Hope I'm not too late. Remove all berarings, chains, wiring, motors,etc., down to the basic frame as much as possible. Duct tape all other things not to be blasted. If you do leave bearings, tape them and try to direct the spray away from the opening. Remove excess grease as this slows the blasting process. Powdercoating will almost double the time it normally takes to blast. I hope you have a large air compressor, otherwise it will not be able to keep up and pressure will fall. Less pressure=less efficiency. If you do not have a supplied air hood ( takes even more air) at least wear a cartridge type respirator. The free silicates in the sand (especially silica sand) are bad for you, and you can get silicosis, which is similar to miners black lung disease. I do not want to be a stick in the mud, but I think you need a much larger compressor (think jackhammer type). Or take it to someone reputable to clean it. You may run into much aggravation. Good luck.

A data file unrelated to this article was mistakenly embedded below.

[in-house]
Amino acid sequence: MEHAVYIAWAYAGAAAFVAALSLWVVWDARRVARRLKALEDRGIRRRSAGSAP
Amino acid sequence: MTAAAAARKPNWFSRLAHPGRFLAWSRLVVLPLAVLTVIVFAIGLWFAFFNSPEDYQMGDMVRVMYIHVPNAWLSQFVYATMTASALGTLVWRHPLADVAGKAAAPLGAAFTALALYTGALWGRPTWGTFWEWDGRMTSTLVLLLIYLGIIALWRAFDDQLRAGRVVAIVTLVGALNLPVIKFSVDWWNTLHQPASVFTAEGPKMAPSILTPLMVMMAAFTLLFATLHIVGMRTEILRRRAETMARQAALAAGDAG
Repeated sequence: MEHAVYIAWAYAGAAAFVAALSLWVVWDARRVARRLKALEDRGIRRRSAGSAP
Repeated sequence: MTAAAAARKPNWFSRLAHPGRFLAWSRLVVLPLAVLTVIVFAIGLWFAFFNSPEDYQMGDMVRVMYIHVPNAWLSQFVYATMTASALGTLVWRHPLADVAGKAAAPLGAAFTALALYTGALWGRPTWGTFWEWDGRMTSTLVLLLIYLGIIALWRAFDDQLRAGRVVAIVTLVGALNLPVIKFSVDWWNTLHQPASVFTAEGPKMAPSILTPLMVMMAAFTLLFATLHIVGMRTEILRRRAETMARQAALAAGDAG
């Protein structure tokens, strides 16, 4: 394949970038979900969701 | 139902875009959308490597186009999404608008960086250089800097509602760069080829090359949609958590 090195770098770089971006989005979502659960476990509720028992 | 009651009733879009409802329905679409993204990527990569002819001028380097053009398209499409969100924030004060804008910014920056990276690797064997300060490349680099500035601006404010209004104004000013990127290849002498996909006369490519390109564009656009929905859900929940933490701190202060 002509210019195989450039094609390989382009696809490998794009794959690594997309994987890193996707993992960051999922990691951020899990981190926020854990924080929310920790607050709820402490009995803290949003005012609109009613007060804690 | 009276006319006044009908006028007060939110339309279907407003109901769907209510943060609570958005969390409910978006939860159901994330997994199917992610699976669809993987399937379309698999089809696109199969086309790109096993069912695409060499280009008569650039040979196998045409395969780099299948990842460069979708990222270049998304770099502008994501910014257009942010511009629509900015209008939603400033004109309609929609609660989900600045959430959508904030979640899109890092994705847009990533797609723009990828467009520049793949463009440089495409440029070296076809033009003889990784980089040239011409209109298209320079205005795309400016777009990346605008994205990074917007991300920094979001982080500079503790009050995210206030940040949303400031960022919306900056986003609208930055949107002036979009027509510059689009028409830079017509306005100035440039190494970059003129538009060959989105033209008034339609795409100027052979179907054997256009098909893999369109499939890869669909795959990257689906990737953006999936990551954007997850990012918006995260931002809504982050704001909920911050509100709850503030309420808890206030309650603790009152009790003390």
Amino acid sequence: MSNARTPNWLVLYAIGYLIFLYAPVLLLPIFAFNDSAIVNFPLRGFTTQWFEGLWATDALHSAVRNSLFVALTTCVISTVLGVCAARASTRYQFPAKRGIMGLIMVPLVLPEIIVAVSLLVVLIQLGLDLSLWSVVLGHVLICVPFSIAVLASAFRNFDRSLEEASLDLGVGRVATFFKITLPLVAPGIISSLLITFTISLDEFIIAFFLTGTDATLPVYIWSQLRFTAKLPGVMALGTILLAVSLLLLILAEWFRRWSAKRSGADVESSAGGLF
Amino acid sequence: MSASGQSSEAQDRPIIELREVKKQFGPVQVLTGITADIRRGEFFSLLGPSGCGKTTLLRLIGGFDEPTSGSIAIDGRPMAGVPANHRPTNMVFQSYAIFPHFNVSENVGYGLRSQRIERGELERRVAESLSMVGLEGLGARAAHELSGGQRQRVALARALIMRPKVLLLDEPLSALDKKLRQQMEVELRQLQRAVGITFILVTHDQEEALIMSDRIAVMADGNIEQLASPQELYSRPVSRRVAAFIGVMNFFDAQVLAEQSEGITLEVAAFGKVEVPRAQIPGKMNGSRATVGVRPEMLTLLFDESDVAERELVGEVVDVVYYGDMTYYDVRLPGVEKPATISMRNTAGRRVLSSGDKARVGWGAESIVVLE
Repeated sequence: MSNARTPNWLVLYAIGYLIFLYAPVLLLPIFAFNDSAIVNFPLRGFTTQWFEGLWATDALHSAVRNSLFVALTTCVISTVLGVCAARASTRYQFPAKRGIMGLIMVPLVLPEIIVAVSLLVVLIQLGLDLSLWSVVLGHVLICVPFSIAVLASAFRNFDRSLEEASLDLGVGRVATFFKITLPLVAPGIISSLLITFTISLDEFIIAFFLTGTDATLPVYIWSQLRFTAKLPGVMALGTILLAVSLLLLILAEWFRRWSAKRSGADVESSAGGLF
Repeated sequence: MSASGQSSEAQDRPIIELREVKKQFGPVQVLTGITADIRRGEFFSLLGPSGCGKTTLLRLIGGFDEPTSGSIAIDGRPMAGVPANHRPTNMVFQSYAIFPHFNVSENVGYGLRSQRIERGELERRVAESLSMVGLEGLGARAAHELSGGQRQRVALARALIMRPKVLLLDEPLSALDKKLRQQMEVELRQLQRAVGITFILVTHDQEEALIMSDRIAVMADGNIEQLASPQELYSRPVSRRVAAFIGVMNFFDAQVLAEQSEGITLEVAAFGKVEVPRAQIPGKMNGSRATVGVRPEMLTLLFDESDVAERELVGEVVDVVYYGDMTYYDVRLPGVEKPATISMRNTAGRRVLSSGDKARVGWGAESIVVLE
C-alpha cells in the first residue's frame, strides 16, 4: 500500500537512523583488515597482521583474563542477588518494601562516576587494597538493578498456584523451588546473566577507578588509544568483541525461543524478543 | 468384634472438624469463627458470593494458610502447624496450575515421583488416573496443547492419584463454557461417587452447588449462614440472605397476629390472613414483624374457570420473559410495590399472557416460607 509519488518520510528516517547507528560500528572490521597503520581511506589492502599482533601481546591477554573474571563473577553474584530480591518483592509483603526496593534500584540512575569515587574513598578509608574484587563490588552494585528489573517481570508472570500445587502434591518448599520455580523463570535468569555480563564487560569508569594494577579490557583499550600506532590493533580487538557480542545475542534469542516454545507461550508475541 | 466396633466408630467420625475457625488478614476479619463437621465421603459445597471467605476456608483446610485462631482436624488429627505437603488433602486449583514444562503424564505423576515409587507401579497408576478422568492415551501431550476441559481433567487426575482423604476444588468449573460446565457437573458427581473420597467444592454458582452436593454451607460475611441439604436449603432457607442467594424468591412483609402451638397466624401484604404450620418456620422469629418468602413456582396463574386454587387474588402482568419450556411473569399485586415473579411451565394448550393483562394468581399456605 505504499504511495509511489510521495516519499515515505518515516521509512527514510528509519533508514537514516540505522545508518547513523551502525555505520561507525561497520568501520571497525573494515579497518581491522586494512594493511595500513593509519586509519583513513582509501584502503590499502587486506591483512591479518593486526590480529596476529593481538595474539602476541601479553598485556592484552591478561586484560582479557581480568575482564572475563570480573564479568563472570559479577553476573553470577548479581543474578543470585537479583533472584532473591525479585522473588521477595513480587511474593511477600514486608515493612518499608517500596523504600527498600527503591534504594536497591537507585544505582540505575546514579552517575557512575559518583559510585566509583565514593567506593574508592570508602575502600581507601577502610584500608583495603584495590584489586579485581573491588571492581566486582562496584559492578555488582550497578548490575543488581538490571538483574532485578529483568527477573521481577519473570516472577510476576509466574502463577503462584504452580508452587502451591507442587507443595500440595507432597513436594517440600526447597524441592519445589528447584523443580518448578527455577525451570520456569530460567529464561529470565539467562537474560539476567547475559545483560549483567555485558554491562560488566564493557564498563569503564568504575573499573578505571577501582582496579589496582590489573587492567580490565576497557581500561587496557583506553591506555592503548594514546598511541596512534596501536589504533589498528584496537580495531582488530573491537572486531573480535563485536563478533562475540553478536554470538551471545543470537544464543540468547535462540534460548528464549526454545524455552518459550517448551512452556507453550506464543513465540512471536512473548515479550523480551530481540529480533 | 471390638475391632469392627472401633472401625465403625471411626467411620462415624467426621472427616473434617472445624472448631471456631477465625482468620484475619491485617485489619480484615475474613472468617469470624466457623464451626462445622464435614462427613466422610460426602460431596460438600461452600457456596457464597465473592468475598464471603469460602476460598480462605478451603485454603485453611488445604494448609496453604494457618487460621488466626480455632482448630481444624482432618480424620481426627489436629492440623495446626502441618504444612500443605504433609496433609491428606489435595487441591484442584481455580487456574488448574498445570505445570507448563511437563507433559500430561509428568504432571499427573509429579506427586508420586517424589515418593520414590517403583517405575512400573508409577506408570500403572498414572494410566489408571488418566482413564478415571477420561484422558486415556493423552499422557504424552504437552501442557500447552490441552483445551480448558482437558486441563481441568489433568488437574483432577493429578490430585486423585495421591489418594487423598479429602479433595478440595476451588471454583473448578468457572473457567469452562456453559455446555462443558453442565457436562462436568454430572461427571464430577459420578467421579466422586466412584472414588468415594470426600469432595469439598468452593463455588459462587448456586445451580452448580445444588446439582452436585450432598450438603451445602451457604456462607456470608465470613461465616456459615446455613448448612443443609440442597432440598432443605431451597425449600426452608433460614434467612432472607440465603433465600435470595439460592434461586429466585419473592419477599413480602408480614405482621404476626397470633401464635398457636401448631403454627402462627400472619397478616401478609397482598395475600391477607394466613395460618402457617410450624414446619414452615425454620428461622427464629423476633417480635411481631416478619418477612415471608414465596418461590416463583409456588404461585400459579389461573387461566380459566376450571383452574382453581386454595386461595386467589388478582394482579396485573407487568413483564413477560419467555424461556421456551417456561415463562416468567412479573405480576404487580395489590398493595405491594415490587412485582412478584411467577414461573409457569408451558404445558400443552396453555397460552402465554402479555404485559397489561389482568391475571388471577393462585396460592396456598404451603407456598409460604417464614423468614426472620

6. Bossman 92

    Bossman 92 PlowSite.com Addict
    Messages: 1,771

    Well, at the rate I am going it will snow before I get this thing done. I have pulled everything off, bearings all get replaced and so does the drag chain. All I can say is when, and I do mean "WHEN" everything is working it does a good job.